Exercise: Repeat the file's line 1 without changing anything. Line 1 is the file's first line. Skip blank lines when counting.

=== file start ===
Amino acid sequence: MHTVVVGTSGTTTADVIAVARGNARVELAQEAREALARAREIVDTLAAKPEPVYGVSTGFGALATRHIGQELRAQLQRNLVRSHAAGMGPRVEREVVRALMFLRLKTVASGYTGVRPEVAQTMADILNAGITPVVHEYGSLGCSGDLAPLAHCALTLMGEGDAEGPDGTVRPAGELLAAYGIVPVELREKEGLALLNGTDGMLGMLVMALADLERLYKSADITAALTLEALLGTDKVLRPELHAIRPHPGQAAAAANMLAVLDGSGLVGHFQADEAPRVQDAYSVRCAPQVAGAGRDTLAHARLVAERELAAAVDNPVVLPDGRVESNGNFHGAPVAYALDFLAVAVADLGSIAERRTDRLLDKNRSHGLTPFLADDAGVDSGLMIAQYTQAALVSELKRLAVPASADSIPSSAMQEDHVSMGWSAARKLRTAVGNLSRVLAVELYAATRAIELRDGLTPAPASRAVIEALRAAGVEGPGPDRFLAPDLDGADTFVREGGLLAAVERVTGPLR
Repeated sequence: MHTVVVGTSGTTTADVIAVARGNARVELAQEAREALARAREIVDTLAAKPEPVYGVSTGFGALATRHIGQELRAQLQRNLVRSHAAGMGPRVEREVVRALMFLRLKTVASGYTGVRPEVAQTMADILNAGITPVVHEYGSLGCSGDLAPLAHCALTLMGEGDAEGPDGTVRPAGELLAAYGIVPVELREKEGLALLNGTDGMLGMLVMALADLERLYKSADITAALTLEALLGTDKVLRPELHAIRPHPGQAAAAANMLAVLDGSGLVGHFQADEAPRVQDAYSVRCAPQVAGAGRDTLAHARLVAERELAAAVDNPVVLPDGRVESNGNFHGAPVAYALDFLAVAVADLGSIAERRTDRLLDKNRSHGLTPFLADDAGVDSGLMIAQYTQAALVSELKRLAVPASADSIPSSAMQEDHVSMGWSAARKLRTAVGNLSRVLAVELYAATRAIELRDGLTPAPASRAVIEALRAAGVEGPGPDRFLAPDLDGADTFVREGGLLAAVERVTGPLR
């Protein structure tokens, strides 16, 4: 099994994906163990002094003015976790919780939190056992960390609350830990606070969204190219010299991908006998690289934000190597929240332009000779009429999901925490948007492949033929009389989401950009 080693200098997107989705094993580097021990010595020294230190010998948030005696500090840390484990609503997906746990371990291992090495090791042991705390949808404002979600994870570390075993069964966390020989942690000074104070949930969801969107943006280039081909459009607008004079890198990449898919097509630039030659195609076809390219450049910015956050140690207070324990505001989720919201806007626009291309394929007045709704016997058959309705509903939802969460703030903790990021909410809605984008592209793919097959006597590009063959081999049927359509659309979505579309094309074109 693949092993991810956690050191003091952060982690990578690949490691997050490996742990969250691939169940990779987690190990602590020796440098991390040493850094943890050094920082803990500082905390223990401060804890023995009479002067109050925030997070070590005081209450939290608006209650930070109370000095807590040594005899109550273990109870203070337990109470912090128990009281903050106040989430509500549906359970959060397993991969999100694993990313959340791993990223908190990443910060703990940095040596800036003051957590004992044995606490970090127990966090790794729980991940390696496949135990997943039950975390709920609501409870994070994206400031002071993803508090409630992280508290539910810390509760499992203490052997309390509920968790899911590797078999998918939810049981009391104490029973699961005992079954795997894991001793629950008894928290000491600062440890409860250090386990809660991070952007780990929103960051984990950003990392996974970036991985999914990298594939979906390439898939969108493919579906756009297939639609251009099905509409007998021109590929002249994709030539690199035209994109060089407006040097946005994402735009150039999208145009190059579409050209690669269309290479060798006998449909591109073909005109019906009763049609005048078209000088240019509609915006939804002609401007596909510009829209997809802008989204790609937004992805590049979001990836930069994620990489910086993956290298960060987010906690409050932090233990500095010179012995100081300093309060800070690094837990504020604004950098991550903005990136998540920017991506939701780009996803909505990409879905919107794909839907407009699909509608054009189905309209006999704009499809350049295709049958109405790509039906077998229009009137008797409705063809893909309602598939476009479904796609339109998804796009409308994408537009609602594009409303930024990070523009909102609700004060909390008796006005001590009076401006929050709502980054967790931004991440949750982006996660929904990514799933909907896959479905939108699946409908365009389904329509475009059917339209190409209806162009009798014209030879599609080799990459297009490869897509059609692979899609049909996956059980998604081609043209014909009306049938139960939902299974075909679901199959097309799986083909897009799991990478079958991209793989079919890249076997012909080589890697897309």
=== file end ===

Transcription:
Amino acid sequence: MHTVVVGTSGTTTADVIAVARGNARVELAQEAREALARAREIVDTLAAKPEPVYGVSTGFGALATRHIGQELRAQLQRNLVRSHAAGMGPRVEREVVRALMFLRLKTVASGYTGVRPEVAQTMADILNAGITPVVHEYGSLGCSGDLAPLAHCALTLMGEGDAEGPDGTVRPAGELLAAYGIVPVELREKEGLALLNGTDGMLGMLVMALADLERLYKSADITAALTLEALLGTDKVLRPELHAIRPHPGQAAAAANMLAVLDGSGLVGHFQADEAPRVQDAYSVRCAPQVAGAGRDTLAHARLVAERELAAAVDNPVVLPDGRVESNGNFHGAPVAYALDFLAVAVADLGSIAERRTDRLLDKNRSHGLTPFLADDAGVDSGLMIAQYTQAALVSELKRLAVPASADSIPSSAMQEDHVSMGWSAARKLRTAVGNLSRVLAVELYAATRAIELRDGLTPAPASRAVIEALRAAGVEGPGPDRFLAPDLDGADTFVREGGLLAAVERVTGPLR